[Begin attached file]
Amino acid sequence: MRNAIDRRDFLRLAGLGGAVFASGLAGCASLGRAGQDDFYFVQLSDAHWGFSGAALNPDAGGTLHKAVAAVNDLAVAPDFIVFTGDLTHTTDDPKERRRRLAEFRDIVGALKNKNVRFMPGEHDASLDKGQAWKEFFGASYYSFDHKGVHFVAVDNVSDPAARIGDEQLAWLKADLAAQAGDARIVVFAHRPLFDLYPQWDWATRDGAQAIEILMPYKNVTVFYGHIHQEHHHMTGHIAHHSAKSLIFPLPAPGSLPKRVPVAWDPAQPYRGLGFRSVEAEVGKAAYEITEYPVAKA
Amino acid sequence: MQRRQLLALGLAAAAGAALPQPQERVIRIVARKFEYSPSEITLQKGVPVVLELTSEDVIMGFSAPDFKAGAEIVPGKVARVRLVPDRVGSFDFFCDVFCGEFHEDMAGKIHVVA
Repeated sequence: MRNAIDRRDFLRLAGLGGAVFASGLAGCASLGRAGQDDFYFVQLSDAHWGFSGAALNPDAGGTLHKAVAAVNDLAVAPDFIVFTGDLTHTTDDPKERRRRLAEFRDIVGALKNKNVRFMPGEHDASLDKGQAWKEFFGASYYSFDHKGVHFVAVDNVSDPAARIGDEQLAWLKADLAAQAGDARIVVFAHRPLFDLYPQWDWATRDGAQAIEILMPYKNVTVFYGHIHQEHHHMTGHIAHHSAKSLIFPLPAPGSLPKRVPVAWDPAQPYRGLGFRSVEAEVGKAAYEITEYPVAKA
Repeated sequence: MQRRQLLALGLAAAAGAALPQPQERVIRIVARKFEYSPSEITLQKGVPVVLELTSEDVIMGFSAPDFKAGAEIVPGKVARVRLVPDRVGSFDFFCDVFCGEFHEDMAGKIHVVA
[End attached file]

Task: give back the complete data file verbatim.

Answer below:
Amino acid sequence: MRNAIDRRDFLRLAGLGGAVFASGLAGCASLGRAGQDDFYFVQLSDAHWGFSGAALNPDAGGTLHKAVAAVNDLAVAPDFIVFTGDLTHTTDDPKERRRRLAEFRDIVGALKNKNVRFMPGEHDASLDKGQAWKEFFGASYYSFDHKGVHFVAVDNVSDPAARIGDEQLAWLKADLAAQAGDARIVVFAHRPLFDLYPQWDWATRDGAQAIEILMPYKNVTVFYGHIHQEHHHMTGHIAHHSAKSLIFPLPAPGSLPKRVPVAWDPAQPYRGLGFRSVEAEVGKAAYEITEYPVAKA
Amino acid sequence: MQRRQLLALGLAAAAGAALPQPQERVIRIVARKFEYSPSEITLQKGVPVVLELTSEDVIMGFSAPDFKAGAEIVPGKVARVRLVPDRVGSFDFFCDVFCGEFHEDMAGKIHVVA
Repeated sequence: MRNAIDRRDFLRLAGLGGAVFASGLAGCASLGRAGQDDFYFVQLSDAHWGFSGAALNPDAGGTLHKAVAAVNDLAVAPDFIVFTGDLTHTTDDPKERRRRLAEFRDIVGALKNKNVRFMPGEHDASLDKGQAWKEFFGASYYSFDHKGVHFVAVDNVSDPAARIGDEQLAWLKADLAAQAGDARIVVFAHRPLFDLYPQWDWATRDGAQAIEILMPYKNVTVFYGHIHQEHHHMTGHIAHHSAKSLIFPLPAPGSLPKRVPVAWDPAQPYRGLGFRSVEAEVGKAAYEITEYPVAKA
Repeated sequence: MQRRQLLALGLAAAAGAALPQPQERVIRIVARKFEYSPSEITLQKGVPVVLELTSEDVIMGFSAPDFKAGAEIVPGKVARVRLVPDRVGSFDFFCDVFCGEFHEDMAGKIHVVA